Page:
Monday, July 2, 2012

Revolutionary Street Art of Zamalek

For those of you who are not familiar with the Cairo layout, Zamalek is a large island neighborhood in the Nile. Across the river to the east is downtown Cairo (Tahrir) and to the west is Mohandseen (part of greater Giza). The residents of Zamalek tend to be either wealthy Egyptians or foreigners.

There is noticeably less street art here and a good proportion of it isn't even relevant to the protests ('free Palestine' statements, feuding between the football clubs 'Ahly and Zamalek, etc). Compared to the angry street art of downtown Cairo, it has much more of a positive and idealistic tone.

*On a sidenote, I discovered a tunnel- I've nicknamed it the 'tunnel of love'- where teenagers just hang out and confess their crushes in the form of graffiti

The political posters that hang in Zamalek support secular, liberal candidates such as Hamdeen Sabahi, Amr Moussa, and Khaled Ali.

25 of January. Equality. Freedom. 
(25 of January 2011 was the day the uprising began in Tahrir; the crescent and cross image represents unity between Egyptian Muslims and Coptic Christians)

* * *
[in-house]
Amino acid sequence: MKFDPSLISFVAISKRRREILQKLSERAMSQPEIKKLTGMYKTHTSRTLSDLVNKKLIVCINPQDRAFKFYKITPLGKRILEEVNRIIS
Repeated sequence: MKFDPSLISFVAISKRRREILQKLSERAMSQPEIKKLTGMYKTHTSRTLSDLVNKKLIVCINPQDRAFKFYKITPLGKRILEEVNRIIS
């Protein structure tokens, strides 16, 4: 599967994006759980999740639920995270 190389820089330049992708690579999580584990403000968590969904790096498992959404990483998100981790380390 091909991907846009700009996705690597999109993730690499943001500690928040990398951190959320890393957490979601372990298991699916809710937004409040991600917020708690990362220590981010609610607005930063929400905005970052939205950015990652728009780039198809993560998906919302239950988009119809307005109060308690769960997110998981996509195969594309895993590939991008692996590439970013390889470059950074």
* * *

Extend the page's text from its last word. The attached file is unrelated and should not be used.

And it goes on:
Fly high with freedom
(reference to the martyrs of Tahrir)

A prisoner breaks his shackles through the power of social media- Facebook, SMS. 
(tribute to the important role that social media played in the uprisings)

A mocking depiction of the "eye sniper" 
(an Egyptian police officer infamous for aiming at the eyes of protesters in Tahrir)

No to harassment
(this image is all over Zamalek, Gezira, and downtown)

One of the longest surviving pieces of street art in Cairo- this tank once pointed at a bread delivery boy on a bicycle... except instead of carrying a platter of bread on his head, he was carrying the weight of the city. According to the artist, Mohamed Fahmy, this piece predicted a collision between Cairo's youth and the military regime.

(from right to left) Tahrir. Identify yourself with the revolution (2 km)
Tahrir. Here is your address
Tahrir. Come see us yourself (2 km)

"Hosni not Hussein," depiction of Hussein Tantawi 
(Chairman of SCAF and Commander-and-Chief of the Egyptian Armed Forced)

Hamdeen Sabahi. One from (among) us. Image/character of the eagle
(the eagle was Sabahi's symbol on the ballots to accommodate illiterate people; Hamdeen Sabahi is a liberal activist and ex-presidential candidate before he was knocked out of the race in the first round of elections- he was extremely popular among the liberal, anti-Shafiq crowd as well as the Egyptian expat community)

Khaled Ali. Livlihood, freedom, and social justice
(Khaled Ali was also a liberal presidential candidate knocked out in the first round of elections. Some people blame him for splitting the liberal vote with Hamdeen Sabahi, who placed only several percentage points behind Shafiq)


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